The Fragrance Wheel of Popular Scents
What is a Fragrance Wheel?
A fragrance wheel is a circular illustration that shows fragrances as a spectrum. The various individual scents are placed according to their similarities and differences and roughly divided into four groups: fresh, woody, floral and oriental.
The first fragrance wheel was devised somewhere around 1949, but the one most widely used today was designed by Michael Edwards in 1992, although it has been updated several times since, and now features 14 sub-categories of scents. These are:
- Soft Floral
- Floral Oriental
- Soft Oriental
- Woody Oriental
- Mossy Woods
- Dry Woods
How is it Used?
Fragrance wheels are useful to both retailers and consumers, as they can be used to identify a particular type of scent that appeals to an individual. Other fragrances from the same group are likely to appeal to them, too.
The wheel doesn’t have a reference to every individual scent available, but most can probably be reliably guessed at. Herby scents like lavender, sage, basil and thyme come under the aromatic, while amber is in with the soft oriental aromas.
If you can place on this spectrum where your regular favourites lie, you could use this as a guide when trying unknown scents. Similarly, when buying scents as gifts, you could try to use this spectrum to identify the recipient’s scent so you can aim for something from the same area.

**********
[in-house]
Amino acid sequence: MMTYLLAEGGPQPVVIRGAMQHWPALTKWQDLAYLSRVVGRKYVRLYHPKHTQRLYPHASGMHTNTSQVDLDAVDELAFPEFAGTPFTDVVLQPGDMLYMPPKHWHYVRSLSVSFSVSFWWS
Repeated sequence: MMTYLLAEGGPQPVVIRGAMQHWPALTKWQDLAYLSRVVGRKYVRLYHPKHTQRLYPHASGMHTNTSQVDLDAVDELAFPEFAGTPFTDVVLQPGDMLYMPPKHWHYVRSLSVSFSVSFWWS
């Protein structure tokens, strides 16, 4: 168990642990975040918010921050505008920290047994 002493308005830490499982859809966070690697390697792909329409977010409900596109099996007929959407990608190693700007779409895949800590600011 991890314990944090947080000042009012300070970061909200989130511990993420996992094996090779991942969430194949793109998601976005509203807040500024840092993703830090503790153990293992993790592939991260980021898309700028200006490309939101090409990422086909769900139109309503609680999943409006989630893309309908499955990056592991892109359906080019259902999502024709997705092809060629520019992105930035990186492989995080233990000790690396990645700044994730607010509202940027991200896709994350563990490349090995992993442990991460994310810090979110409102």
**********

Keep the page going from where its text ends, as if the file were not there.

Examples of Popular Scents and Where They Place on the Wheel:
With a woody base and a fresh overtone of apple and citrus, Boss Bottled would appear somewhere between the citrus and dry woods categories.
The base of cedar and moss combined with top notes of saffron and bergamot place this one between the oriental and mossy woods areas of the wheel.
Made with sweet wood and floral scents mixed with patchouli and musk, this fragrance falls in the
Woody oriental area, as those are the dominant aromas.
Top notes of rose, tangerine and jasmine laid over wild heather leave this one somewhere between the fresh and the floral scents.
Another from the fresh-to-fruity range, this would lean more towards the fruity, as plum, sour cherry and raspberry make the opening notes.
Look up a fragrance wheel online and see if you can work out where your regulars are on there. This will help you take notice whenever you see scents that match and pick out more fragrances you love.